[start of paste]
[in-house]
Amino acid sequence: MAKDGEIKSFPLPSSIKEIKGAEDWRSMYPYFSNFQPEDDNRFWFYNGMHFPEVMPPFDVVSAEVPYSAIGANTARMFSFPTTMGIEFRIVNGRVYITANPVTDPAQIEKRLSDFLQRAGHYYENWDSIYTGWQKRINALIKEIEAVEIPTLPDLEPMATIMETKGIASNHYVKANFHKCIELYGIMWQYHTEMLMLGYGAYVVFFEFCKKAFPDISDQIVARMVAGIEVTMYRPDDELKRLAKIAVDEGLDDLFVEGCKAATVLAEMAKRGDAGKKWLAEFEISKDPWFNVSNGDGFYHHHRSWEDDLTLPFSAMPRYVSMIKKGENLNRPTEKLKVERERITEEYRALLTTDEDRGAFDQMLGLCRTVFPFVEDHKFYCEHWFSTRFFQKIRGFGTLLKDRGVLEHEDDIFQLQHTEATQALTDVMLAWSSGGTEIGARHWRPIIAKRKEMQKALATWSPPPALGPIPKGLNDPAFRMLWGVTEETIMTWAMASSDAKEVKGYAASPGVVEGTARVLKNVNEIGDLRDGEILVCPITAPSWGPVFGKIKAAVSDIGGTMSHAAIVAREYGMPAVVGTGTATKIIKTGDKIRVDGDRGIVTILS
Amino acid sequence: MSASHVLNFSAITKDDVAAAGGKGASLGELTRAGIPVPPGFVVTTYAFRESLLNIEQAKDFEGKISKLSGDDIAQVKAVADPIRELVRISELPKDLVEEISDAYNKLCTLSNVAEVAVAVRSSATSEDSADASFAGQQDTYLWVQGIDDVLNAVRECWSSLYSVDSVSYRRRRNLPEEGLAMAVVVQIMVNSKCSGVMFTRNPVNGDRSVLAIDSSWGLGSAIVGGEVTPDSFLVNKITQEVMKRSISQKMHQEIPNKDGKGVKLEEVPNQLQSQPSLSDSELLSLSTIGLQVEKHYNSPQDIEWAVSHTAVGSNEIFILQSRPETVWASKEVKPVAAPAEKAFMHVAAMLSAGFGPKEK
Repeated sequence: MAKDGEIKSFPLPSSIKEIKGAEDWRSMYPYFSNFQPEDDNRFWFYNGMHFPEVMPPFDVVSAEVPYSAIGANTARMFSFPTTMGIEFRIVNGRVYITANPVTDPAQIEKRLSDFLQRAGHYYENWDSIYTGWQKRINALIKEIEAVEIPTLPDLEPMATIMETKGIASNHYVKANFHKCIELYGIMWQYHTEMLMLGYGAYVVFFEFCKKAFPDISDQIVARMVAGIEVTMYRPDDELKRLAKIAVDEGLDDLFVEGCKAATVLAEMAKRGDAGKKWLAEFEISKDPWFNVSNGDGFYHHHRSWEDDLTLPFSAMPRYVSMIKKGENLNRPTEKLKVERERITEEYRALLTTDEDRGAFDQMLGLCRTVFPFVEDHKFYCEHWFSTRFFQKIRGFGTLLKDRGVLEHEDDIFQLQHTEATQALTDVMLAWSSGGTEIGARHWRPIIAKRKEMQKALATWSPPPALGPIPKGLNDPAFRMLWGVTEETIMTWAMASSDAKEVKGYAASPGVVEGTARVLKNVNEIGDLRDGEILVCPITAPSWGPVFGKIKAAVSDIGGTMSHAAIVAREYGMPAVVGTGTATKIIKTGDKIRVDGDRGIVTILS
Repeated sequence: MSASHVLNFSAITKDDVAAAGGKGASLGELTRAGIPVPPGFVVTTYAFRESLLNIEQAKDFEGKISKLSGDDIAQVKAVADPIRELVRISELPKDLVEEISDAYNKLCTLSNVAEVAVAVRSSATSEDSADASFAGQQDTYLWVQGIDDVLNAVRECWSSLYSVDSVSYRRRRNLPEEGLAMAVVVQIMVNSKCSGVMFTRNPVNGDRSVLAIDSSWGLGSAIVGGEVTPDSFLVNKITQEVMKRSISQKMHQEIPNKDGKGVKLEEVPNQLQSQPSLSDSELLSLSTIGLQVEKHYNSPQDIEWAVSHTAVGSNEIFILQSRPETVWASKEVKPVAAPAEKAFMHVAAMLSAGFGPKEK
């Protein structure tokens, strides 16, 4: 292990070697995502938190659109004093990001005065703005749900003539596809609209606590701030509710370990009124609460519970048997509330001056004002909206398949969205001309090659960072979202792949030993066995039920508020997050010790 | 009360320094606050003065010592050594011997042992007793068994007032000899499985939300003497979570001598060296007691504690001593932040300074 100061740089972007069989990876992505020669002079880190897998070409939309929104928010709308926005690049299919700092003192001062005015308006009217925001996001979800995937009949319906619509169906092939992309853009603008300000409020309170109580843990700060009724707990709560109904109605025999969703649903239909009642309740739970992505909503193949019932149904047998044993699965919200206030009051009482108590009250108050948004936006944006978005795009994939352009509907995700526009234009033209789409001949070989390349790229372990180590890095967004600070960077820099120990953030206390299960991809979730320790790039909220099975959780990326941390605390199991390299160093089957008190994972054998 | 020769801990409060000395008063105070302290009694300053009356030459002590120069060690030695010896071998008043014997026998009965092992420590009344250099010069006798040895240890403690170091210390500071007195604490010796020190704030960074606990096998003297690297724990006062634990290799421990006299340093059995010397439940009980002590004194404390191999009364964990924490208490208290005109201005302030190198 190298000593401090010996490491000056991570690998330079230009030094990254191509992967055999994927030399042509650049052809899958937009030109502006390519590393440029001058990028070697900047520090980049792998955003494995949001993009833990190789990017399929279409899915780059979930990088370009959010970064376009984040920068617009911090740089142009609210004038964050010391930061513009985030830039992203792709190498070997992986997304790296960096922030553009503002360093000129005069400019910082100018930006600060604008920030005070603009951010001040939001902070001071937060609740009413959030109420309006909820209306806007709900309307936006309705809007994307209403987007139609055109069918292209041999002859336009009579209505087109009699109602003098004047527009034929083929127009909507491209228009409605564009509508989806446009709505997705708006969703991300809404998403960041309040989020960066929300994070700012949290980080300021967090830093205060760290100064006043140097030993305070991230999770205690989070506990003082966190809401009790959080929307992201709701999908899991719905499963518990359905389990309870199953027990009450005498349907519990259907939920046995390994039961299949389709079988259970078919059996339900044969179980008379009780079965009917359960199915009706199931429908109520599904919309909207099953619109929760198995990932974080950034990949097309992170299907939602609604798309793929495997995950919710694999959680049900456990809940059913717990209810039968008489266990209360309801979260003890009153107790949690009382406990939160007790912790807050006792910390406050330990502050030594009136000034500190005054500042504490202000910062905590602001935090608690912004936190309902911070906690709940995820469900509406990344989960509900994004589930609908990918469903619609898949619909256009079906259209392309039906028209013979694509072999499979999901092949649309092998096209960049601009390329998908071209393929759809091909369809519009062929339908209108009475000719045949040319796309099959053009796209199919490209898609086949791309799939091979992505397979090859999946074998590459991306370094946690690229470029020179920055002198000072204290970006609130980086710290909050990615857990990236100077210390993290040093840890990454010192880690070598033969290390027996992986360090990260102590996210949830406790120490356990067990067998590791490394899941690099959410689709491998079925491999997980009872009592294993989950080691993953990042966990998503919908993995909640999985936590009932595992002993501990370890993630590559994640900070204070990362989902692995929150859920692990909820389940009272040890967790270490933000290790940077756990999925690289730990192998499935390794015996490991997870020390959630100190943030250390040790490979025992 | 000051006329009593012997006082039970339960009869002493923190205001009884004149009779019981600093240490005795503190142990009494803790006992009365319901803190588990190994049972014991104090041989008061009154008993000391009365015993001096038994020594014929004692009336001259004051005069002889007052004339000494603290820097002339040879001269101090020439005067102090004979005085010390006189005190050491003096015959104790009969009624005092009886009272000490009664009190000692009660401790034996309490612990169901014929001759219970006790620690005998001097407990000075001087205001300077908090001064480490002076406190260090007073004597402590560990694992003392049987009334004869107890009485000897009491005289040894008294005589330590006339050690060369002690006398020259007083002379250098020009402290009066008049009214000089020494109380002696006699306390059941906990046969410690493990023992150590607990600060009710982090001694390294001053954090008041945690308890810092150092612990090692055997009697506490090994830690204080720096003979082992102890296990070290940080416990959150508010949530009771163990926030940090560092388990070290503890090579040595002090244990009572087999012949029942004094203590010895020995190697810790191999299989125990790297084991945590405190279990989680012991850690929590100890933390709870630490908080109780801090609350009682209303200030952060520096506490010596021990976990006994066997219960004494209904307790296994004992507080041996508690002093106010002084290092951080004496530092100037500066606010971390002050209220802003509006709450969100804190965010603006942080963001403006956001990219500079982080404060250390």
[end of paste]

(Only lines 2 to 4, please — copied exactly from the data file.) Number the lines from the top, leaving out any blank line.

Amino acid sequence: MAKDGEIKSFPLPSSIKEIKGAEDWRSMYPYFSNFQPEDDNRFWFYNGMHFPEVMPPFDVVSAEVPYSAIGANTARMFSFPTTMGIEFRIVNGRVYITANPVTDPAQIEKRLSDFLQRAGHYYENWDSIYTGWQKRINALIKEIEAVEIPTLPDLEPMATIMETKGIASNHYVKANFHKCIELYGIMWQYHTEMLMLGYGAYVVFFEFCKKAFPDISDQIVARMVAGIEVTMYRPDDELKRLAKIAVDEGLDDLFVEGCKAATVLAEMAKRGDAGKKWLAEFEISKDPWFNVSNGDGFYHHHRSWEDDLTLPFSAMPRYVSMIKKGENLNRPTEKLKVERERITEEYRALLTTDEDRGAFDQMLGLCRTVFPFVEDHKFYCEHWFSTRFFQKIRGFGTLLKDRGVLEHEDDIFQLQHTEATQALTDVMLAWSSGGTEIGARHWRPIIAKRKEMQKALATWSPPPALGPIPKGLNDPAFRMLWGVTEETIMTWAMASSDAKEVKGYAASPGVVEGTARVLKNVNEIGDLRDGEILVCPITAPSWGPVFGKIKAAVSDIGGTMSHAAIVAREYGMPAVVGTGTATKIIKTGDKIRVDGDRGIVTILS
Amino acid sequence: MSASHVLNFSAITKDDVAAAGGKGASLGELTRAGIPVPPGFVVTTYAFRESLLNIEQAKDFEGKISKLSGDDIAQVKAVADPIRELVRISELPKDLVEEISDAYNKLCTLSNVAEVAVAVRSSATSEDSADASFAGQQDTYLWVQGIDDVLNAVRECWSSLYSVDSVSYRRRRNLPEEGLAMAVVVQIMVNSKCSGVMFTRNPVNGDRSVLAIDSSWGLGSAIVGGEVTPDSFLVNKITQEVMKRSISQKMHQEIPNKDGKGVKLEEVPNQLQSQPSLSDSELLSLSTIGLQVEKHYNSPQDIEWAVSHTAVGSNEIFILQSRPETVWASKEVKPVAAPAEKAFMHVAAMLSAGFGPKEK
Repeated sequence: MAKDGEIKSFPLPSSIKEIKGAEDWRSMYPYFSNFQPEDDNRFWFYNGMHFPEVMPPFDVVSAEVPYSAIGANTARMFSFPTTMGIEFRIVNGRVYITANPVTDPAQIEKRLSDFLQRAGHYYENWDSIYTGWQKRINALIKEIEAVEIPTLPDLEPMATIMETKGIASNHYVKANFHKCIELYGIMWQYHTEMLMLGYGAYVVFFEFCKKAFPDISDQIVARMVAGIEVTMYRPDDELKRLAKIAVDEGLDDLFVEGCKAATVLAEMAKRGDAGKKWLAEFEISKDPWFNVSNGDGFYHHHRSWEDDLTLPFSAMPRYVSMIKKGENLNRPTEKLKVERERITEEYRALLTTDEDRGAFDQMLGLCRTVFPFVEDHKFYCEHWFSTRFFQKIRGFGTLLKDRGVLEHEDDIFQLQHTEATQALTDVMLAWSSGGTEIGARHWRPIIAKRKEMQKALATWSPPPALGPIPKGLNDPAFRMLWGVTEETIMTWAMASSDAKEVKGYAASPGVVEGTARVLKNVNEIGDLRDGEILVCPITAPSWGPVFGKIKAAVSDIGGTMSHAAIVAREYGMPAVVGTGTATKIIKTGDKIRVDGDRGIVTILS